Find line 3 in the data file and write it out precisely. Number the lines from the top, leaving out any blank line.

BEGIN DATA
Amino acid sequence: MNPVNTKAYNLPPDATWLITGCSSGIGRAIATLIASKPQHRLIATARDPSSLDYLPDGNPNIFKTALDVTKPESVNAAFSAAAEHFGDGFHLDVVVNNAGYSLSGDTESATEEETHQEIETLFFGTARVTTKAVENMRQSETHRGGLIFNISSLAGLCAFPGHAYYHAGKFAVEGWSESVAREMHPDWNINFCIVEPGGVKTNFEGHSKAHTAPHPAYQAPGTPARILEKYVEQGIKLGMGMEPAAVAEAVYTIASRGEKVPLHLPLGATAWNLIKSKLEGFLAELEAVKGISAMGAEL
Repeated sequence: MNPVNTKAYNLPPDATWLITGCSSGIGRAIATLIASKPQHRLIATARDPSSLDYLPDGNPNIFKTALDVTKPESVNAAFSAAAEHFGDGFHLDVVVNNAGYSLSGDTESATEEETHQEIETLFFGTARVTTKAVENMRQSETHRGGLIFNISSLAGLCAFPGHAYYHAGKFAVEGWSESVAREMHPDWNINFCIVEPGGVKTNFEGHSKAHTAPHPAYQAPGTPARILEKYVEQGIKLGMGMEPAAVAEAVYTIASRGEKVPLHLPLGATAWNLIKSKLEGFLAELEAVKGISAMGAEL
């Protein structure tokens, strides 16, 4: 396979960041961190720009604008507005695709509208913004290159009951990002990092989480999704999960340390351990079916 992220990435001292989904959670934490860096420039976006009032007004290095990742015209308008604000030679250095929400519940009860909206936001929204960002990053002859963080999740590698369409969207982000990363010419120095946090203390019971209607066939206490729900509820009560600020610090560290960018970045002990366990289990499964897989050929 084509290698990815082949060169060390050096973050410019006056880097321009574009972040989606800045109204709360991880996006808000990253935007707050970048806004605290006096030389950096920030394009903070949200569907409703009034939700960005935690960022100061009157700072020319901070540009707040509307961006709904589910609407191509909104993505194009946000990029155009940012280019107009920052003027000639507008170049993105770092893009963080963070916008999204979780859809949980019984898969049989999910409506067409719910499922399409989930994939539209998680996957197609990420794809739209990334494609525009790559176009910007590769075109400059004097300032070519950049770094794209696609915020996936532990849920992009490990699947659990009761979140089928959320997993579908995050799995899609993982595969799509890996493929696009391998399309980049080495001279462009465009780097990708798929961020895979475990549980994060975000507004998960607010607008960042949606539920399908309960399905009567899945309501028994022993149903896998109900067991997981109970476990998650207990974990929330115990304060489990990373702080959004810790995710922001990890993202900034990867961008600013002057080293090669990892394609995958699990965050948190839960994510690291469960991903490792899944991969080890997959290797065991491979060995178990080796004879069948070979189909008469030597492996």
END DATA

């Protein structure tokens, strides 16, 4: 396979960041961190720009604008507005695709509208913004290159009951990002990092989480999704999960340390351990079916 992220990435001292989904959670934490860096420039976006009032007004290095990742015209308008604000030679250095929400519940009860909206936001929204960002990053002859963080999740590698369409969207982000990363010419120095946090203390019971209607066939206490729900509820009560600020610090560290960018970045002990366990289990499964897989050929 084509290698990815082949060169060390050096973050410019006056880097321009574009972040989606800045109204709360991880996006808000990253935007707050970048806004605290006096030389950096920030394009903070949200569907409703009034939700960005935690960022100061009157700072020319901070540009707040509307961006709904589910609407191509909104993505194009946000990029155009940012280019107009920052003027000639507008170049993105770092893009963080963070916008999204979780859809949980019984898969049989999910409506067409719910499922399409989930994939539209998680996957197609990420794809739209990334494609525009790559176009910007590769075109400059004097300032070519950049770094794209696609915020996936532990849920992009490990699947659990009761979140089928959320997993579908995050799995899609993982595969799509890996493929696009391998399309980049080495001279462009465009780097990708798929961020895979475990549980994060975000507004998960607010607008960042949606539920399908309960399905009567899945309501028994022993149903896998109900067991997981109970476990998650207990974990929330115990304060489990990373702080959004810790995710922001990890993202900034990867961008600013002057080293090669990892394609995958699990965050948190839960994510690291469960991903490792899944991969080890997959290797065991491979060995178990080796004879069948070979189909008469030597492996």